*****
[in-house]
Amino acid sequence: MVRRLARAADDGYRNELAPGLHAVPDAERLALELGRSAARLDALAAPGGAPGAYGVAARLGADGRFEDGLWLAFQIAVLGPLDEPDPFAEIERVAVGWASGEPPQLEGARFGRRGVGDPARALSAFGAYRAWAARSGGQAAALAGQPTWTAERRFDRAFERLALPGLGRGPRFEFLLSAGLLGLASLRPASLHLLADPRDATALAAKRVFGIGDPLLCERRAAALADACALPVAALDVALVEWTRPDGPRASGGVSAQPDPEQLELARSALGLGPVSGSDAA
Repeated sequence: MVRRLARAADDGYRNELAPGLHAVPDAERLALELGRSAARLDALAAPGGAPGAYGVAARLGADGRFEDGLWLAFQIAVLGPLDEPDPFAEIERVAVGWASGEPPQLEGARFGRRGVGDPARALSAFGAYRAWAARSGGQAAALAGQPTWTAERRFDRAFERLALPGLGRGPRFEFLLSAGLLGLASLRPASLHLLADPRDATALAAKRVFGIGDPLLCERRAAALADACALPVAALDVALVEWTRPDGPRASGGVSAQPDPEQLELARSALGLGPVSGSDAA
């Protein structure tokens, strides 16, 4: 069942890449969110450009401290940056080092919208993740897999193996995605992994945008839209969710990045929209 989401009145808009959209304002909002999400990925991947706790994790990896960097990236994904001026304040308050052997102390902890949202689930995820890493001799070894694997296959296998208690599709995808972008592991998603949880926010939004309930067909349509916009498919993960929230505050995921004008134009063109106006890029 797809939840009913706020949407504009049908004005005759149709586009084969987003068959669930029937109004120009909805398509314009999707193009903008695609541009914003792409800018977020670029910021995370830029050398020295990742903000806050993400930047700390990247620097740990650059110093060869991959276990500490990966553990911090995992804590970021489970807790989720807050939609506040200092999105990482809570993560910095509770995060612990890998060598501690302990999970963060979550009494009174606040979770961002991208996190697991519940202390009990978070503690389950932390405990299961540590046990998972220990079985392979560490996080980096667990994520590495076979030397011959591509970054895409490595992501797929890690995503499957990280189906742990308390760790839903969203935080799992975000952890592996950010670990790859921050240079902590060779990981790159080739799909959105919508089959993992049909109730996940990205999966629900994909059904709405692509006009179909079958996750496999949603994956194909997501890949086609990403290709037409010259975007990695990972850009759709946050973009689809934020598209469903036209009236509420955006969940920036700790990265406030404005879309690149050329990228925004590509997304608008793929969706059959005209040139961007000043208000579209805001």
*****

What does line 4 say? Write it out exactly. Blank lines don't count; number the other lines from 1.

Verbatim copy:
């Protein structure tokens, strides 16, 4: 069942890449969110450009401290940056080092919208993740897999193996995605992994945008839209969710990045929209 989401009145808009959209304002909002999400990925991947706790994790990896960097990236994904001026304040308050052997102390902890949202689930995820890493001799070894694997296959296998208690599709995808972008592991998603949880926010939004309930067909349509916009498919993960929230505050995921004008134009063109106006890029 797809939840009913706020949407504009049908004005005759149709586009084969987003068959669930029937109004120009909805398509314009999707193009903008695609541009914003792409800018977020670029910021995370830029050398020295990742903000806050993400930047700390990247620097740990650059110093060869991959276990500490990966553990911090995992804590970021489970807790989720807050939609506040200092999105990482809570993560910095509770995060612990890998060598501690302990999970963060979550009494009174606040979770961002991208996190697991519940202390009990978070503690389950932390405990299961540590046990998972220990079985392979560490996080980096667990994520590495076979030397011959591509970054895409490595992501797929890690995503499957990280189906742990308390760790839903969203935080799992975000952890592996950010670990790859921050240079902590060779990981790159080739799909959105919508089959993992049909109730996940990205999966629900994909059904709405692509006009179909079958996750496999949603994956194909997501890949086609990403290709037409010259975007990695990972850009759709946050973009689809934020598209469903036209009236509420955006969940920036700790990265406030404005879309690149050329990228925004590509997304608008793929969706059959005209040139961007000043208000579209805001």